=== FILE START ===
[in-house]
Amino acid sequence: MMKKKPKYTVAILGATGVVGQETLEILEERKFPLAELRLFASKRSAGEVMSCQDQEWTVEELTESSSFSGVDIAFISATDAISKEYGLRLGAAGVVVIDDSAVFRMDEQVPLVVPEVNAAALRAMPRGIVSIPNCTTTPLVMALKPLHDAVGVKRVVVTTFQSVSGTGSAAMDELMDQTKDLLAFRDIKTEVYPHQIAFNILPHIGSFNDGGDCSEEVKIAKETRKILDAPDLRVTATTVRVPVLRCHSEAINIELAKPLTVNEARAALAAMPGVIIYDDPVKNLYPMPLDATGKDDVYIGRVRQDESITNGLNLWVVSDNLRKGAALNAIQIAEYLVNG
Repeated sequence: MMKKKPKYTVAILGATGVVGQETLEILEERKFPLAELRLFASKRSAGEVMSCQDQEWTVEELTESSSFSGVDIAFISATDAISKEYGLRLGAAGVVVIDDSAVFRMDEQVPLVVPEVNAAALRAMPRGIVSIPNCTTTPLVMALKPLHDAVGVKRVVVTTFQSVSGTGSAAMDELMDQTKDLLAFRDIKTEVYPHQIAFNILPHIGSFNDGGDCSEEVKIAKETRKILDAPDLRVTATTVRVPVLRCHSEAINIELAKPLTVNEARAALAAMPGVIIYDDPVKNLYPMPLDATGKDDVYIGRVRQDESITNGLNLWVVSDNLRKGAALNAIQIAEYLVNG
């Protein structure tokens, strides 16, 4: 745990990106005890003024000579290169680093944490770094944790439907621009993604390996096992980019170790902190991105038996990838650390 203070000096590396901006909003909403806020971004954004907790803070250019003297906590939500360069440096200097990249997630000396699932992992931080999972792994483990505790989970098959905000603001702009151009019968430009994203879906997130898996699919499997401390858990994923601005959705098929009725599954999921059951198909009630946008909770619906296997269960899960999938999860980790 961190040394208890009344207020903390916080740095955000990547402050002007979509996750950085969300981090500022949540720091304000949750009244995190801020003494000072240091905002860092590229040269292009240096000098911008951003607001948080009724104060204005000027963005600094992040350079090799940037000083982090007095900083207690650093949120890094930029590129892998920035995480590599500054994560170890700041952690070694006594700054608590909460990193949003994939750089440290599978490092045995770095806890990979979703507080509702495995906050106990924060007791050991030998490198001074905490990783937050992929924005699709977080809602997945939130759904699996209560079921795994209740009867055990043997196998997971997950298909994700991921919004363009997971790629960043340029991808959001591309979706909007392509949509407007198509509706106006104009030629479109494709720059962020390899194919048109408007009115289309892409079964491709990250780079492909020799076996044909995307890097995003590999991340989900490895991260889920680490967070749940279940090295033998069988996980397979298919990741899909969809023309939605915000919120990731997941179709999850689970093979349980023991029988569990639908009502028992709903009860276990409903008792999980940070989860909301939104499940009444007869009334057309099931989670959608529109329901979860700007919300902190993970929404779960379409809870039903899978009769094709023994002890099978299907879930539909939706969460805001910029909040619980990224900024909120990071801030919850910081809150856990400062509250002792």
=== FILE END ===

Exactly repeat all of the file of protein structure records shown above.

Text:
[in-house]
Amino acid sequence: MMKKKPKYTVAILGATGVVGQETLEILEERKFPLAELRLFASKRSAGEVMSCQDQEWTVEELTESSSFSGVDIAFISATDAISKEYGLRLGAAGVVVIDDSAVFRMDEQVPLVVPEVNAAALRAMPRGIVSIPNCTTTPLVMALKPLHDAVGVKRVVVTTFQSVSGTGSAAMDELMDQTKDLLAFRDIKTEVYPHQIAFNILPHIGSFNDGGDCSEEVKIAKETRKILDAPDLRVTATTVRVPVLRCHSEAINIELAKPLTVNEARAALAAMPGVIIYDDPVKNLYPMPLDATGKDDVYIGRVRQDESITNGLNLWVVSDNLRKGAALNAIQIAEYLVNG
Repeated sequence: MMKKKPKYTVAILGATGVVGQETLEILEERKFPLAELRLFASKRSAGEVMSCQDQEWTVEELTESSSFSGVDIAFISATDAISKEYGLRLGAAGVVVIDDSAVFRMDEQVPLVVPEVNAAALRAMPRGIVSIPNCTTTPLVMALKPLHDAVGVKRVVVTTFQSVSGTGSAAMDELMDQTKDLLAFRDIKTEVYPHQIAFNILPHIGSFNDGGDCSEEVKIAKETRKILDAPDLRVTATTVRVPVLRCHSEAINIELAKPLTVNEARAALAAMPGVIIYDDPVKNLYPMPLDATGKDDVYIGRVRQDESITNGLNLWVVSDNLRKGAALNAIQIAEYLVNG
């Protein structure tokens, strides 16, 4: 745990990106005890003024000579290169680093944490770094944790439907621009993604390996096992980019170790902190991105038996990838650390 203070000096590396901006909003909403806020971004954004907790803070250019003297906590939500360069440096200097990249997630000396699932992992931080999972792994483990505790989970098959905000603001702009151009019968430009994203879906997130898996699919499997401390858990994923601005959705098929009725599954999921059951198909009630946008909770619906296997269960899960999938999860980790 961190040394208890009344207020903390916080740095955000990547402050002007979509996750950085969300981090500022949540720091304000949750009244995190801020003494000072240091905002860092590229040269292009240096000098911008951003607001948080009724104060204005000027963005600094992040350079090799940037000083982090007095900083207690650093949120890094930029590129892998920035995480590599500054994560170890700041952690070694006594700054608590909460990193949003994939750089440290599978490092045995770095806890990979979703507080509702495995906050106990924060007791050991030998490198001074905490990783937050992929924005699709977080809602997945939130759904699996209560079921795994209740009867055990043997196998997971997950298909994700991921919004363009997971790629960043340029991808959001591309979706909007392509949509407007198509509706106006104009030629479109494709720059962020390899194919048109408007009115289309892409079964491709990250780079492909020799076996044909995307890097995003590999991340989900490895991260889920680490967070749940279940090295033998069988996980397979298919990741899909969809023309939605915000919120990731997941179709999850689970093979349980023991029988569990639908009502028992709903009860276990409903008792999980940070989860909301939104499940009444007869009334057309099931989670959608529109329901979860700007919300902190993970929404779960379409809870039903899978009769094709023994002890099978299907879930539909939706969460805001910029909040619980990224900024909120990071801030919850910081809150856990400062509250002792």